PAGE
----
Inflation-Adjusted Annuities No Longer Available: Now What?
A reader writes in, asking:
“I’ve read on Bogleheads that the last insurance company stopped selling annuities with a CPI adjustment, meaning that there’s no nowhere to buy an annuity that has inflation protection. What are the implications for somebody nearing retirement?”
It’s true: sometime in the second half of 2019 (I’m unsure of the exact date), Principal stopped offering inflation-adjusted lifetime annuities, so they’re now unavailable commercially at all, as the other insurance companies that had been offering them stopped a few years ago.
So what impact does this have on retirement planning?
The first thing that comes to mind is that delaying Social Security is now the only option at all to buy an inflation-adjusted lifetime annuity. But I’m not sure how much this actually changes any decision-making, because it was already the case that delaying Social Security was the most desirable option available for somebody looking for safe lifetime income (with the possible exception of the lower earner in a married couple).
If I personally were in that critical stage of “just about to retire or recently retired” my overall plan for funding retirement spending would have looked something like this, back when inflation-adjusted annuities were available:
- Higher earning spouse delays Social Security to age 70,
- Lower earning spouse delays Social Security until the point at which our safe income satisfies what we consider to be our “necessary” spending,
- Buy an inflation-adjusted lifetime annuity if we needed more safe income than what we would get from Social Security if both of us were already planning to file at age 70,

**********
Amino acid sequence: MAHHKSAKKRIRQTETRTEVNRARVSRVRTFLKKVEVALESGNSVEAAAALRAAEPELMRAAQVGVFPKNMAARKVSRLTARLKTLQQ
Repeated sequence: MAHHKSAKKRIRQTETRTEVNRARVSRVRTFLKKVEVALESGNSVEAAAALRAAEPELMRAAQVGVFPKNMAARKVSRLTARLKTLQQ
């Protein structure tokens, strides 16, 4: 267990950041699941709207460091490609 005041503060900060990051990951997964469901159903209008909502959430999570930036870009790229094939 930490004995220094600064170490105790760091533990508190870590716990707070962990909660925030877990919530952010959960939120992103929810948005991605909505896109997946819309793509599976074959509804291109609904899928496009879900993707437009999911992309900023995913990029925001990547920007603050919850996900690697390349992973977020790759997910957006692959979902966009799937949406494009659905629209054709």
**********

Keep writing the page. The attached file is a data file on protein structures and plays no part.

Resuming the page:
- Use primarily stocks for any remaining assets, since such assets would be intended for discretionary spending (i.e., non-necessities).
But, step #3 is no longer an option.
The primary options to consider as alternatives would be Treasury Inflation Protected Securities (TIPS), a nominal annuity (i.e., one with no cost of living adjustment), or some combination of the two.
This is probably a good time to point out that annuities with a fixed annual cost of living adjustment (e.g., 2% per year) are still available. But as we’ve discussed previously, that doesn’t really protect you from inflation. (And in fact they perform worse in inflationary scenarios than annuities without any COLA at all.)
Creating a TIPS ladder would work well in that it creates a predictable, inflation-protected source of spending. But it has the downside of leaving you exposed to longevity risk (e.g., you build a 30-year TIPS ladder but end up living beyond 30 years).
A nominal annuity eliminates longevity risk, but it leaves you with inflation risk.
As for me personally, I have to admit that if I were recently retired, or just about to retire, I’d have a hard time devoting a particularly large chunk of my retirement savings to a nominal lifetime annuity. But it’s worth pointing out that some researchers have found that nominal annuities tended to be a better deal than inflation-adjusted ones anyway (see Wade Pfau’s An Efficient Frontier for Retirement Income, or David Blanchett’s article in Advisor Perspectives last year, for example).